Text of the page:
by Ian Marshall, Editor
In opposite halves of the draw, Chen Chien-An and Cheng I-Ching, the no.3 seeds, accounted for colleagues, Chuang Chih-Yuan and Chen Szu, the no.5 seeds; a contest that was arguably closer than the three-nil outcome may suggest. Every game was decided by the minimal two point margin (12-10, 13-11, 11-9).
Furthermore, it was to some extent déjà vu; the previous week at the Seamaster 2018 ITTF World Tour Platinum Shinhan Korea Open, in the opening round of the Mixed Doubles event, the pairs had met. On that occasion the outcome had also been a three-nil win for Chen Chien-An and Cheng I-Ching. However, it was arguably more comfortable than in Geelong, only the third game was decided by the minimal margin (11-6, 11-5, 14-12).
Success for Chen Chien-An and Cheng I-Ching; likewise it was success for Maharu Yoshimura and Kasumi Ishikawa, the no.2 seeds. They overcame Singapore’s Gao Ning and Yu Mengyu, the no.6 seeds, a pair that harbours a liking for Australia; earlier this year in April at the 2018 Commonwealth Games staged in Gold Coast, they emerged Mixed Doubles gold medallists. In Geelong they experienced a four games quarter-final defeat (11-5, 11-9, 10-12, 11-5).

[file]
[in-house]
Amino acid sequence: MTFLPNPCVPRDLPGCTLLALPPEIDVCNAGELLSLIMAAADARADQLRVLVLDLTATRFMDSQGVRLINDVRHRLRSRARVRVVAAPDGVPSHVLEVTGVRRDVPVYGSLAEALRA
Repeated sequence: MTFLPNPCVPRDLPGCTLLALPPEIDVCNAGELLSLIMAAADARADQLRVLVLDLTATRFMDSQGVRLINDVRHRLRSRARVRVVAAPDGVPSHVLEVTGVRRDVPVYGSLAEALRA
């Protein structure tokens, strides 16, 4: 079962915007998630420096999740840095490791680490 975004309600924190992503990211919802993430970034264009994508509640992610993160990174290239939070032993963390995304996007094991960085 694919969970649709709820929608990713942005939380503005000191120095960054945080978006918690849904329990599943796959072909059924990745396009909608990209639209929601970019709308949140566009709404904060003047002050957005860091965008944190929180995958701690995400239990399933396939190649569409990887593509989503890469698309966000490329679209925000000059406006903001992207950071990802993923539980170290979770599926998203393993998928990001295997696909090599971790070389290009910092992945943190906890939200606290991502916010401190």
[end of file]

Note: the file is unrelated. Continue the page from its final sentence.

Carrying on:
In the penultimate round, for both pairs, opponents from the Korea Republic await. Chen Chien-An and Cheng I-Ching meet Lee Sangsu and Jeon Jihee, the top seeds; Maharu Yoshimura and Kasumi Ishikawa confront Lim Jonghoon and Yang Haeun, the no.4 seeds.
At the quarter-final stage Lee Sangsu and Jeon Jihee beat Slovakian qualifiers Lubomir Pistej and Barbora Balazova but came perilously close to defeat; they emerged successful by the minimal two point margin in the deciding fifth game (12-10, 10-12, 11-7, 10-12, 11-9).
A severe test for Lee Sangsu and Jeon Jihee; for Lim Jonghoon and Yang Haeun life was less exacting. They accounted for Australia’s Kane Townsend and Parleen Kaur, the no.8 seeds, in three straight games (11-4, 11-3, 11-6).
The semi-finals will be played on Friday 27th July.